5.8/10
2,773
111 user 40 critic

September Dawn (2007)

Trailer
1:44 | Trailer

On Disc

at Amazon

A love story set during a tense encounter between a wagon train of settlers and a renegade Mormon group.

Director:

Christopher Cain
2 nominations. See more awards »

Videos

Photos

Edit

Cast

Cast overview, first billed only:
Terence Stamp ... Brigham Young
Trent Ford ... Jonathan Samuelson
Krisinda Cain ... Young Woman
Shaun Johnston ... Captain Fancher
Franklin E. Levinson Franklin E. Levinson ... Captain Baker
Jon Gries ... John D. Lee
Lolita Davidovich ... Nancy Dunlap
Jon Voight ... Jacob Samuelson
Taylor Handley ... Micah Samuelson
Daniel Libman ... Reverend Grant Hudson
Tamara Hope ... Emily Hudson
Barbara Gates Wilson Barbara Gates Wilson ... Martha Hudson
Huntley Ritter ... Robert Humphries
Dean Cain ... Joseph Smith
Ron Webber Ron Webber ... Hyrum Smith
Edit

Storyline

A story set against the Mountain Meadows Massacre, the film is based upon the tragedy which occurred in Utah in 1857. A group of settlers, traveling on wagons, was murdered by the native Mormons. All together, about 140 souls of men, women and children, were taken. Amidst this, two young lovers-to-be, one a Mormon and the other one of the doomed settlers from Arkansas, develop a relationship in an atmosphere of suspicion and rancor. Written by Ploy P.

Plot Summary | Plot Synopsis

Taglines:

The untold story of an American tragedy.


Motion Picture Rating (MPAA)

Rated R for violence | See all certifications »

Parents Guide:

View content advisory »
Edit

Details

Country:

USA | Canada

Release Date:

24 August 2007 (USA) See more »

Also Known As:

Crime ao Amanhecer See more »

Edit

Box Office

Budget:

$11,000,000 (estimated)

Opening Weekend USA:

$635,000, 26 August 2007, Wide Release

Gross USA:

$1,066,555, 9 September 2007
See more on IMDbPro »

Company Credits

Show more on IMDbPro »

Technical Specs

Runtime:

Sound Mix:

Dolby Digital | SDDS

Color:

Color

Aspect Ratio:

1.85 : 1
See full technical specs »
Edit

Did You Know?

Trivia

The execution of John D. Lee was actually quite accurate. He was the only participant in the massacre that was ever tried, and after two trials, he was convicted. The army took him out to the massacre sight on March 23, 1877 (nearly twenty years after the event occurred), and then ordered a firing squad to execute him. His body was buried several miles away from the massacre site. See more »

Goofs

Contrary to what is stated by "Brigham Young" in the film, Joseph Smith never claimed to be a "god on Earth", nor did Brigham Young, nor were they considered such by any of their followers. See more »

Soundtracks

Love Will Still Be There
Performed by Lee Ann Womack
Arranged and Produced by Steve Dorff
Written by Steve Dorff, Eric Kaz, Roger Cain
(p) 2007 MCA Nashville
Courtesy of MCA Nashville
See more »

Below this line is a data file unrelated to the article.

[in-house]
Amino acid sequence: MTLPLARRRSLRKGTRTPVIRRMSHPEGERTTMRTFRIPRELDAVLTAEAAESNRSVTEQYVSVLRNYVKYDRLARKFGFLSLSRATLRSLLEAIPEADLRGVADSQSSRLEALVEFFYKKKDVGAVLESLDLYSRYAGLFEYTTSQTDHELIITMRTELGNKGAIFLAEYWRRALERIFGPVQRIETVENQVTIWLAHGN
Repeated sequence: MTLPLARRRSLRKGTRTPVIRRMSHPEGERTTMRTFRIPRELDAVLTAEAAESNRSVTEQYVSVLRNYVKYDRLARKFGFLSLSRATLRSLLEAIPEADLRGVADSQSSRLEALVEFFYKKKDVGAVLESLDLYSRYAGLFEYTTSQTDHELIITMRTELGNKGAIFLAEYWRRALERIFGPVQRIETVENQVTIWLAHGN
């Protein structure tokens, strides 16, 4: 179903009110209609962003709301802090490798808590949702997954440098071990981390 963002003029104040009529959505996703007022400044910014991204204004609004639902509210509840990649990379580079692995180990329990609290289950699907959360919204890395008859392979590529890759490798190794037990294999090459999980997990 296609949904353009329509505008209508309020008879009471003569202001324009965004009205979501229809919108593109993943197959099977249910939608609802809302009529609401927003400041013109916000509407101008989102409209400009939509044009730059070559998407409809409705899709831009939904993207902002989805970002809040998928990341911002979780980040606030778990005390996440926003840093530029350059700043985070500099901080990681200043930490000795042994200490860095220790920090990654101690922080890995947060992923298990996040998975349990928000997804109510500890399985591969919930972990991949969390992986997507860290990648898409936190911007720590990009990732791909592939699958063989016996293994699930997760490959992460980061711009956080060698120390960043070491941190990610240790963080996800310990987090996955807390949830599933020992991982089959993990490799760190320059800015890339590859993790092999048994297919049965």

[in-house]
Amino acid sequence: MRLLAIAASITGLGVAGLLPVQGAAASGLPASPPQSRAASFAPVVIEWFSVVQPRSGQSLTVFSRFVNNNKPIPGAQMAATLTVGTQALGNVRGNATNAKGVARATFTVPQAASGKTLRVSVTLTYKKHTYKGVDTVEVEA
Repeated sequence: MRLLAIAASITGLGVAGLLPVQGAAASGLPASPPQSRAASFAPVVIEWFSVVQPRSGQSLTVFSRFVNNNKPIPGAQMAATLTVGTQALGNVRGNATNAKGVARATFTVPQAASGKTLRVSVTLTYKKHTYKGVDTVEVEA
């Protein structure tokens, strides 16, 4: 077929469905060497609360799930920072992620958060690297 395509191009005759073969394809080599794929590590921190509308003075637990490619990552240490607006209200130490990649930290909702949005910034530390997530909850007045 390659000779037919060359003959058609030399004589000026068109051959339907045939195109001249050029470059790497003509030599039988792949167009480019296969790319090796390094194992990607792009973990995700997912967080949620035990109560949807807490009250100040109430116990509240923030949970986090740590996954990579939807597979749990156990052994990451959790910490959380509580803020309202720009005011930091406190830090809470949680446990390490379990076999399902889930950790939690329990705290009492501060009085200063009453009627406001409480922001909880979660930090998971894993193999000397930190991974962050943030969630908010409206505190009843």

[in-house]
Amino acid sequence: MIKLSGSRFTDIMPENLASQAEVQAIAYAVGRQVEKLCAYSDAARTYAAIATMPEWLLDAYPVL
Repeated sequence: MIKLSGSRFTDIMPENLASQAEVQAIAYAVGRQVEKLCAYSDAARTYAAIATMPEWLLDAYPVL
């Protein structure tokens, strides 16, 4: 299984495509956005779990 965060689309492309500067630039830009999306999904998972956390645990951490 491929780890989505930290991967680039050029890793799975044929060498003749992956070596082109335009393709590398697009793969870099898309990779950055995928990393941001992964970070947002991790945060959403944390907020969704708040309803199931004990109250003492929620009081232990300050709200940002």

Frequently Asked Questions

This FAQ is empty. Add the first question.

User Reviews

 
Some of my ancestors were killed in the massacre.
11 September 2007 | by tiemeier-1See all my reviews

Some members of my family were headed to California on a wagon train. They were massacred by native American Indians and morons dressed as Indians. They were George and Solomon Wood and Nancy Dunlap. They were the children of my great great great grandmother Winnie Mathis's half brother Judge William Wood. The whole story is in my family history book. It is all recorded in the Library of Congress cat. # 62-18053 recorded as the Meadows Mountain Massacre. It was quite real.

From my Family Tree/Family History Book "Two of Judge Woods sons Solomon and George and their families and their sister Mrs. Dunlap her husband and five children were in the Wagon Train that left Mo. for California in 1857. The 120 emigrants were massacred in lonely Mountain Meadows in Southern Utah, only 18 young children were spared. The Mormon men on the ground after the bloody deed, took an oath they would never mention the event again, either in public or in private. The leaders of the Mormon church also counseled silence. The emigrants were massacred by Indians and Mormons disguised as Indians. All of the adults were massacred. There were 12 or 13 children and one blind girl, that were taken into the Mormon homes. The government sent Pinkerton men to search for the children. They were found and returned home to their relatives. The Dunlap children were returned. This incident is recorded as the Mountain Meadows Massacre. Library of Congress catalog # 62-18053."


31 of 57 people found this review helpful.  Was this review helpful to you? | Report this
Review this title | See all 111 user reviews »

Contribute to This Page

Stream Trending TV Series With Prime Video

Explore popular and recently added TV series available to stream now with Prime Video.

Start your free trial



Recently Viewed